Former banker David Reiling says it’s perfectly possible for financial institutions to do well by doing good. Tom Dickinson joins him on the road to digital Damascus
I recently had a conversation with a representative of a fintech at a networking event that descended into us joyfully trading fintech clichés.
It was perhaps a reflection of the hard slog that corporate networking events can be sometimes, or maybe my sarcastic mood was a product of hearing words like ‘seamless’ and ‘disrupt’ one too many times.
Fintech can easily become so lost in hyperbole that you forget its goal should be solving problems and disrupting common practice.
At face value, David Reiling’s book Fintech4Good appears to follow the industry’s trend for excessive language. However, Reiling’s point that fintech is addressing real problems for ordinary people is argued coherently and with concrete examples.
Reiling certainly has the qualifications to comment on this shift in thinking in financial services. He began his career in banking in California, before working with his father at a chartered bank that would become Sunrise Banks, at which he is now CEO and a director.
Sunrise Bank is partnered with various fintechs to empower people at the community level. As one of the first public benefit corporations in Minnesota, Reiling tells us that Sunrise Banks is an organisation that is ‘empowering everyone to achieve financial wellness’. As such, it is part of the paradigm shift among financial services, that (in his words) demonstrates ‘doing well and doing good are no longer mutually exclusive’.
Reiling’s book is an exploration of this premise, promoting the message of fintech as a real force for positive change, challenging the shareholder-focussed, risk-averse nature of financial services organisations in the past.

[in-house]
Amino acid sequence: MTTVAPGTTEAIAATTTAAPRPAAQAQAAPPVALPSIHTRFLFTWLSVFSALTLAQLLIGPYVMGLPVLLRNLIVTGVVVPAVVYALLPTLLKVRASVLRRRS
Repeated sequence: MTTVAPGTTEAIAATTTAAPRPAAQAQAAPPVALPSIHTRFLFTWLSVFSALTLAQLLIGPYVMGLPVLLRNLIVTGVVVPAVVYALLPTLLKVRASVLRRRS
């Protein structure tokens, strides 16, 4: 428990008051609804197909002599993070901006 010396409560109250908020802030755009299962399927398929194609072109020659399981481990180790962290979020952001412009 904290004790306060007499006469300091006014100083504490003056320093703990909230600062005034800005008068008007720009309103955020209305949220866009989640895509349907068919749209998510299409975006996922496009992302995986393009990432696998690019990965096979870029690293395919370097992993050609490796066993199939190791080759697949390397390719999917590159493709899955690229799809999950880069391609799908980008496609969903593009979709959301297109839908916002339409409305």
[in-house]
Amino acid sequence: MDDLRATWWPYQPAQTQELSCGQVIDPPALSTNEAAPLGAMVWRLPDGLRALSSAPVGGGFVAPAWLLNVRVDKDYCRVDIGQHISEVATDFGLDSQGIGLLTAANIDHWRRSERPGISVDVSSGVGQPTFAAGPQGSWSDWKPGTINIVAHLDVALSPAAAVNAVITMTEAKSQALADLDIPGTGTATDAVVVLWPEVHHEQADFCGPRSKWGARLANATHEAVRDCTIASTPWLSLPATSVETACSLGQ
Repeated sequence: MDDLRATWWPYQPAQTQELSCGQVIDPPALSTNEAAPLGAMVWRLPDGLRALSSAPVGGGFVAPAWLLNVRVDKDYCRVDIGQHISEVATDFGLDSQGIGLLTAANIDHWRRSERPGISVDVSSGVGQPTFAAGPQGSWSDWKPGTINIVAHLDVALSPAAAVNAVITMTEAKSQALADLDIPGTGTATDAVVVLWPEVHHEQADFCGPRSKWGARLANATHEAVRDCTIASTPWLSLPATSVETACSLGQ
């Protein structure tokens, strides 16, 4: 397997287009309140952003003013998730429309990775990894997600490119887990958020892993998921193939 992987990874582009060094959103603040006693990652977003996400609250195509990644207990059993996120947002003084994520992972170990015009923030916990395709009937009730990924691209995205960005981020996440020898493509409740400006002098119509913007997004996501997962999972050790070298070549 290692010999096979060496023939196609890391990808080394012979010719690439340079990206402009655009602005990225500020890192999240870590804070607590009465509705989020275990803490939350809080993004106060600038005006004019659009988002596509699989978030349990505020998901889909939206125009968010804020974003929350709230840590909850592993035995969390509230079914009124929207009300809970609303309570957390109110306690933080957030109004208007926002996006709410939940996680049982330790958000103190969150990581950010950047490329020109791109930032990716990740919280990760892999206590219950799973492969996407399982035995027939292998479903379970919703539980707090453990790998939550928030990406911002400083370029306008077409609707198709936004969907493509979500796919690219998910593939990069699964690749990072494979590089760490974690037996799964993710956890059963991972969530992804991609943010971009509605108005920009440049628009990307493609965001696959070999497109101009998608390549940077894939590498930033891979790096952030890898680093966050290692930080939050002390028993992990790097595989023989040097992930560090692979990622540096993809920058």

He demonstrates the point with five case studies of fintechs, ranging from Peanut Butter, an organisation helping individuals escape from the financial shackles of student loans, to Nova Credit, which helps immigrants to the US overcome the credit history issue. Reiling provides an insight into the problems these organisations address that is engaging and relatable.
The founders of each of those that Reiling references have often experienced these problems firsthand and this emphasises the change in culture that is finally addressing a common issue: a disconnect betweenservice and those who need it.
Reiling throws in a good few statistics along the way, tethering us to each point. When exploring the crisis of payday loans, for example, he notes that there are more payday loan franchises than there are branches of McDonald’s in the United States.
Reiling concludes by saying that the organisations he references have inspired him to ‘change the way we do business’. It might come across as idealistic and even a tad preachy, but why not?
The financial issues that Reiling explores at a human level are compelling and his arguments for real change and growth are rock-solid. If Reiling is another of those overused descriptors, a ‘fintech evangelist’, then I’m a believer.
Fintech4Good: 5 Stories About Changing The World With Groundbreaking Technology by David Reiling is published in the Kindle version by Engine4Good Publishing. Great for: Restoring faith in the humanity of bankers. Best read: When the fintech hyperbole gets too much. Good read rating: ★★★★★
This article was published in The Fintech Finance Magazine: Issue #12, Page 90.
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